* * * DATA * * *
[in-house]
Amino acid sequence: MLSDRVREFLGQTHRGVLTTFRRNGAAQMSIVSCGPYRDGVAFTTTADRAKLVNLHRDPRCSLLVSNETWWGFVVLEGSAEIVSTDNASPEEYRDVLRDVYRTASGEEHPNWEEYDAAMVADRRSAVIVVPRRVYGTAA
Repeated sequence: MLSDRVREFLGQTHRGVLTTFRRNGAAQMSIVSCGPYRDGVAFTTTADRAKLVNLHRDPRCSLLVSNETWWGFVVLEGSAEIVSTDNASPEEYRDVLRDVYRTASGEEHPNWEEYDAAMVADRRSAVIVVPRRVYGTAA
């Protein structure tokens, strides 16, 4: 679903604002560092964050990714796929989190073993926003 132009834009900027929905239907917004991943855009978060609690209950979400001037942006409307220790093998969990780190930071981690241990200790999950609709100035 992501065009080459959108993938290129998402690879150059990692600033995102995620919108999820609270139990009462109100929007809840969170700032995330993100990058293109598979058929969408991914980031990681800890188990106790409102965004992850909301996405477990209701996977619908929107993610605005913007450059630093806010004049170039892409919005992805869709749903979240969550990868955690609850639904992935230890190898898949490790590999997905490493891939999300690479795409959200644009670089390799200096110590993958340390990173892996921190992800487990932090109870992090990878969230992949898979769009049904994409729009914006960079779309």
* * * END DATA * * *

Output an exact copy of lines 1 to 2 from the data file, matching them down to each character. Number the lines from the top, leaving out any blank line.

[in-house]
Amino acid sequence: MLSDRVREFLGQTHRGVLTTFRRNGAAQMSIVSCGPYRDGVAFTTTADRAKLVNLHRDPRCSLLVSNETWWGFVVLEGSAEIVSTDNASPEEYRDVLRDVYRTASGEEHPNWEEYDAAMVADRRSAVIVVPRRVYGTAA